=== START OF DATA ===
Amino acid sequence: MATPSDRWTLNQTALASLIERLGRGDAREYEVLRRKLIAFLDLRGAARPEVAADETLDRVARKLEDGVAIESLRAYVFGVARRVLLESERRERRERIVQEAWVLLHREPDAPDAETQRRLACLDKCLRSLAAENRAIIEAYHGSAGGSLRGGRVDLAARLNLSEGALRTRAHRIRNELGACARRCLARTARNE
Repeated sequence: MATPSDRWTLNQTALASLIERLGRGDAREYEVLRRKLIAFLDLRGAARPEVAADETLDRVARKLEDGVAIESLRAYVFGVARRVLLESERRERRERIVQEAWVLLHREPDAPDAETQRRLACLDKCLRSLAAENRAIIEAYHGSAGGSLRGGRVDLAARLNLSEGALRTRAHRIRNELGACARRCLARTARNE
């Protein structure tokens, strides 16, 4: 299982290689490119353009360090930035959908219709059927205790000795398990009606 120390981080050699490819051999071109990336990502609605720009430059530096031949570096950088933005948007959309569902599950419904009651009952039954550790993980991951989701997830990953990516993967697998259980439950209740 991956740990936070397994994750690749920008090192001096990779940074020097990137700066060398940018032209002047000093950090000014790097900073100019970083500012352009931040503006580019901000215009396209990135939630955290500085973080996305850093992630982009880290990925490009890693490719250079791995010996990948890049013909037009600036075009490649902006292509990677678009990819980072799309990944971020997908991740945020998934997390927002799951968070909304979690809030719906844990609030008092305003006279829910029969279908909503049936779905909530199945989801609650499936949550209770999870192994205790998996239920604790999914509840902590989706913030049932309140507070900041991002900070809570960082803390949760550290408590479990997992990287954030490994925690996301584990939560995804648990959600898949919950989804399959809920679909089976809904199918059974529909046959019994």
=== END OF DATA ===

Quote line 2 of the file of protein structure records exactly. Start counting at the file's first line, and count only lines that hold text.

Repeated sequence: MATPSDRWTLNQTALASLIERLGRGDAREYEVLRRKLIAFLDLRGAARPEVAADETLDRVARKLEDGVAIESLRAYVFGVARRVLLESERRERRERIVQEAWVLLHREPDAPDAETQRRLACLDKCLRSLAAENRAIIEAYHGSAGGSLRGGRVDLAARLNLSEGALRTRAHRIRNELGACARRCLARTARNE